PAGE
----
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NCJ Number: 127323 Find in a Library
Title: Do "Real World" Inmate Jobs Threaten Business and Labor?
Journal: Corrections Compendium  Volume:11  Issue:9  Dated:(March 1987)  Pages:1,6-8
Author(s): D Parsons
Date Published: 1987
Page Count: 4
Type: Legislation/Policy Analysis
Format: Article
Language: English
Country: United States of America
Annotation: This article reviews arguments that correctional industries and inmates employed in private-sector businesses take business and jobs away from community residents.
Abstract: In Brush, Col., the employment of inmates in a hog slaughterhouse has raised the ire of the United Food and Commercial Workers Local 7 in Denver. A union official argues that the pork plant shut down its kill-floor operation in a nearby city before reopening to take advantage of the cheaper inmate labor in Brush. The union claims the inmate jobs rightfully belong to union members. John Zalusky, senior economist with the AFL-CIO's Department of Economic Research believes the concept of inmate employment in "real world" businesses can work without conflicting with organized labor. Zalusky reasons that prison industries can work if three guiding tenets are followed: there must be labor-management participation in the programs; prevailing market wages must be paid inmates; and there must be no adverse impact on surrounding labor markets. Small businesses as well as labor unions have a stake in how corrections industries are run. Unfair competition resulting from below-market wages for inmates (leading to unfair lower product costs) or government regulations that require government agencies to buy from prison industries can give prison industries and inmates an unfair advantage in the labor and product market.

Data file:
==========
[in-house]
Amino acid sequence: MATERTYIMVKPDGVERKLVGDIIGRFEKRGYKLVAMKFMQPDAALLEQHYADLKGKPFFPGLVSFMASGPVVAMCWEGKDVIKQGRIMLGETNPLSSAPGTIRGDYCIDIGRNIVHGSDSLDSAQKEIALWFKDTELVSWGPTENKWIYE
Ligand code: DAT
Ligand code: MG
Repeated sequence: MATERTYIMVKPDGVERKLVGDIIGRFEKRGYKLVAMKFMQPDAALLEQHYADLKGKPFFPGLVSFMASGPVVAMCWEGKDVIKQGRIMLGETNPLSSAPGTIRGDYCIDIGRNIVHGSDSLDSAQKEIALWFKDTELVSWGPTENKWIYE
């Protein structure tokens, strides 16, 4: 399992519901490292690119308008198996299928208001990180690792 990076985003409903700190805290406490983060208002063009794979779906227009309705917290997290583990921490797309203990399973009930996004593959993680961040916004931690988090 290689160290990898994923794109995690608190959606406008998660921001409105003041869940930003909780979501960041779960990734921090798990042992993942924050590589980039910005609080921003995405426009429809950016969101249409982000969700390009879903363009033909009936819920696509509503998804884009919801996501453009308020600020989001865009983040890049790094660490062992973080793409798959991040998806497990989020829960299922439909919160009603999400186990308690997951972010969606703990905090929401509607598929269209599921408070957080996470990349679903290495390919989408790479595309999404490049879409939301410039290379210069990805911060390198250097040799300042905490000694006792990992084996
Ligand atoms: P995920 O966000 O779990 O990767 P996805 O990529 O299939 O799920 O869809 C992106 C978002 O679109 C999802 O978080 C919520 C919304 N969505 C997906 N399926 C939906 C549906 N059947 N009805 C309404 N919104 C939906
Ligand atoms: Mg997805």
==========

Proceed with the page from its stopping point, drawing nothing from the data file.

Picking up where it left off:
Main Term(s): Correctional industries
Index Term(s): Inmate vocational training; Unions
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